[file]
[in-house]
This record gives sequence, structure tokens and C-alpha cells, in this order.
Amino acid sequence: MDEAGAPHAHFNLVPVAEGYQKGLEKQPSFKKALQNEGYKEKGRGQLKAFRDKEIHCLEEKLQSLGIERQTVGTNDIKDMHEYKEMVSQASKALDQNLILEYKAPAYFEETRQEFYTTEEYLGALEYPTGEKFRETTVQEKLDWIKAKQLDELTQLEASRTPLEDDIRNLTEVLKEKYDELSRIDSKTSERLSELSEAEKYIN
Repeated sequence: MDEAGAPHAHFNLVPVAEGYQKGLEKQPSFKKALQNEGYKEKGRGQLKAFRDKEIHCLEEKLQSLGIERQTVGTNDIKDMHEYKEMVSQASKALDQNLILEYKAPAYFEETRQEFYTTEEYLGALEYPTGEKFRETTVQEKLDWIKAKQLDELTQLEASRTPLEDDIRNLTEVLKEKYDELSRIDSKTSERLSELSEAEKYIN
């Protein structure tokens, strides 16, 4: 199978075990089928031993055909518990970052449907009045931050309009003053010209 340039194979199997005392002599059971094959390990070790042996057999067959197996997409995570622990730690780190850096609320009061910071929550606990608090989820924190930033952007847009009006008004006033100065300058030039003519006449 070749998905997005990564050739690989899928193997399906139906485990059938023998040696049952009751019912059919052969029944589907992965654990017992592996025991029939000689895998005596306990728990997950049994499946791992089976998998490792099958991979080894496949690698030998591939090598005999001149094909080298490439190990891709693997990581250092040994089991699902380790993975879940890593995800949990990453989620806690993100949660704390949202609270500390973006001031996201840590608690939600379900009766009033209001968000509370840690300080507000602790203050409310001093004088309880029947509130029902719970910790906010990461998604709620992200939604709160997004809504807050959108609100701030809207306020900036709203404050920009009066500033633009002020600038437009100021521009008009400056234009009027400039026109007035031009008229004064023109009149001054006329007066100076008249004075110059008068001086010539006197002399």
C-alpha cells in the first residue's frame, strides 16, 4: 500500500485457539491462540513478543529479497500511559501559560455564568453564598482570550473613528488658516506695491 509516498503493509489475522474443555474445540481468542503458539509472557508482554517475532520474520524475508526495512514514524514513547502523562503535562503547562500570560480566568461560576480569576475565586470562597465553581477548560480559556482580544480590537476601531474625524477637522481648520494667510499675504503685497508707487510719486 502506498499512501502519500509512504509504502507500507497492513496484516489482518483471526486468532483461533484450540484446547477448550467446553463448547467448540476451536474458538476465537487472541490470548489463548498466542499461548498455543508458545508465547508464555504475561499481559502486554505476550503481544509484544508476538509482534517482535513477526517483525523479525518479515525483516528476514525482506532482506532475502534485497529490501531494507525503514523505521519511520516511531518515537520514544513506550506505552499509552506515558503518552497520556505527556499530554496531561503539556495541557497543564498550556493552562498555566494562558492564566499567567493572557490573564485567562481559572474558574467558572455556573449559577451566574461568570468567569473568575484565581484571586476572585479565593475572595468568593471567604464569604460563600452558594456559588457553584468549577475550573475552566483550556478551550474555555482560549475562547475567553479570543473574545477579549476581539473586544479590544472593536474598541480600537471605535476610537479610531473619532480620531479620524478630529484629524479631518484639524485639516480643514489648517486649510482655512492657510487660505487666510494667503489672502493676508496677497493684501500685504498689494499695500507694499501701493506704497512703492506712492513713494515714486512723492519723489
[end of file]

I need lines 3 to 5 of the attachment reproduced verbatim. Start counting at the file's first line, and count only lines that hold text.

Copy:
Amino acid sequence: MDEAGAPHAHFNLVPVAEGYQKGLEKQPSFKKALQNEGYKEKGRGQLKAFRDKEIHCLEEKLQSLGIERQTVGTNDIKDMHEYKEMVSQASKALDQNLILEYKAPAYFEETRQEFYTTEEYLGALEYPTGEKFRETTVQEKLDWIKAKQLDELTQLEASRTPLEDDIRNLTEVLKEKYDELSRIDSKTSERLSELSEAEKYIN
Repeated sequence: MDEAGAPHAHFNLVPVAEGYQKGLEKQPSFKKALQNEGYKEKGRGQLKAFRDKEIHCLEEKLQSLGIERQTVGTNDIKDMHEYKEMVSQASKALDQNLILEYKAPAYFEETRQEFYTTEEYLGALEYPTGEKFRETTVQEKLDWIKAKQLDELTQLEASRTPLEDDIRNLTEVLKEKYDELSRIDSKTSERLSELSEAEKYIN
């Protein structure tokens, strides 16, 4: 199978075990089928031993055909518990970052449907009045931050309009003053010209 340039194979199997005392002599059971094959390990070790042996057999067959197996997409995570622990730690780190850096609320009061910071929550606990608090989820924190930033952007847009009006008004006033100065300058030039003519006449 070749998905997005990564050739690989899928193997399906139906485990059938023998040696049952009751019912059919052969029944589907992965654990017992592996025991029939000689895998005596306990728990997950049994499946791992089976998998490792099958991979080894496949690698030998591939090598005999001149094909080298490439190990891709693997990581250092040994089991699902380790993975879940890593995800949990990453989620806690993100949660704390949202609270500390973006001031996201840590608690939600379900009766009033209001968000509370840690300080507000602790203050409310001093004088309880029947509130029902719970910790906010990461998604709620992200939604709160997004809504807050959108609100701030809207306020900036709203404050920009009066500033633009002020600038437009100021521009008009400056234009009027400039026109007035031009008229004064023109009149001054006329007066100076008249004075110059008068001086010539006197002399």